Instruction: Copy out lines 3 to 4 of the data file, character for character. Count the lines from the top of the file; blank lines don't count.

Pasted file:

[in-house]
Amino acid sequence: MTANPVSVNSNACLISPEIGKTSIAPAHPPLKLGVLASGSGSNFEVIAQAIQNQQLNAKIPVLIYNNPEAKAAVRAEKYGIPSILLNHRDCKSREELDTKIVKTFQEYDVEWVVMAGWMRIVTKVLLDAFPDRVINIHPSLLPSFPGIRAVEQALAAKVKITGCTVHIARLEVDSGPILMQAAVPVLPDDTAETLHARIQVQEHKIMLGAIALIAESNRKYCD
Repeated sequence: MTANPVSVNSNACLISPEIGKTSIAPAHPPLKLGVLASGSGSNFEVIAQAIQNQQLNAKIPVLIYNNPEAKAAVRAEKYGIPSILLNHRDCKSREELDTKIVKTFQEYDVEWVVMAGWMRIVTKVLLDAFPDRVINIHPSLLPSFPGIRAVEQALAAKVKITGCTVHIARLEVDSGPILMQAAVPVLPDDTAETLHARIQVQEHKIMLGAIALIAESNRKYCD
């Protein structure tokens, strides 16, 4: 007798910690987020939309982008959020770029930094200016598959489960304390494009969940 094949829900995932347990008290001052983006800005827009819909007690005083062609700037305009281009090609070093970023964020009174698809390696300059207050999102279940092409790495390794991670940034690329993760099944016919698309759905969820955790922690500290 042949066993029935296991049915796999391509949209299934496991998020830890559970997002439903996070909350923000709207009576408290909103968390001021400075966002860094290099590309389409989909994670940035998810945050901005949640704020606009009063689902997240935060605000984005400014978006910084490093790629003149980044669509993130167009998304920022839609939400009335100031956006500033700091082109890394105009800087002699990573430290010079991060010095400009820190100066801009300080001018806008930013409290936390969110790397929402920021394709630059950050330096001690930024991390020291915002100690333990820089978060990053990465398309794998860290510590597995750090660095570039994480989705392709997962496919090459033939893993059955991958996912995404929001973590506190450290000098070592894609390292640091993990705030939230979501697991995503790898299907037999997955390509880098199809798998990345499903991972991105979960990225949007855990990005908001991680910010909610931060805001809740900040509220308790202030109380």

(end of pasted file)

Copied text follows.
Repeated sequence: MTANPVSVNSNACLISPEIGKTSIAPAHPPLKLGVLASGSGSNFEVIAQAIQNQQLNAKIPVLIYNNPEAKAAVRAEKYGIPSILLNHRDCKSREELDTKIVKTFQEYDVEWVVMAGWMRIVTKVLLDAFPDRVINIHPSLLPSFPGIRAVEQALAAKVKITGCTVHIARLEVDSGPILMQAAVPVLPDDTAETLHARIQVQEHKIMLGAIALIAESNRKYCD
């Protein structure tokens, strides 16, 4: 007798910690987020939309982008959020770029930094200016598959489960304390494009969940 094949829900995932347990008290001052983006800005827009819909007690005083062609700037305009281009090609070093970023964020009174698809390696300059207050999102279940092409790495390794991670940034690329993760099944016919698309759905969820955790922690500290 042949066993029935296991049915796999391509949209299934496991998020830890559970997002439903996070909350923000709207009576408290909103968390001021400075966002860094290099590309389409989909994670940035998810945050901005949640704020606009009063689902997240935060605000984005400014978006910084490093790629003149980044669509993130167009998304920022839609939400009335100031956006500033700091082109890394105009800087002699990573430290010079991060010095400009820190100066801009300080001018806008930013409290936390969110790397929402920021394709630059950050330096001690930024991390020291915002100690333990820089978060990053990465398309794998860290510590597995750090660095570039994480989705392709997962496919090459033939893993059955991958996912995404929001973590506190450290000098070592894609390292640091993990705030939230979501697991995503790898299907037999997955390509880098199809798998990345499903991972991105979960990225949007855990990005908001991680910010909610931060805001809740900040509220308790202030109380």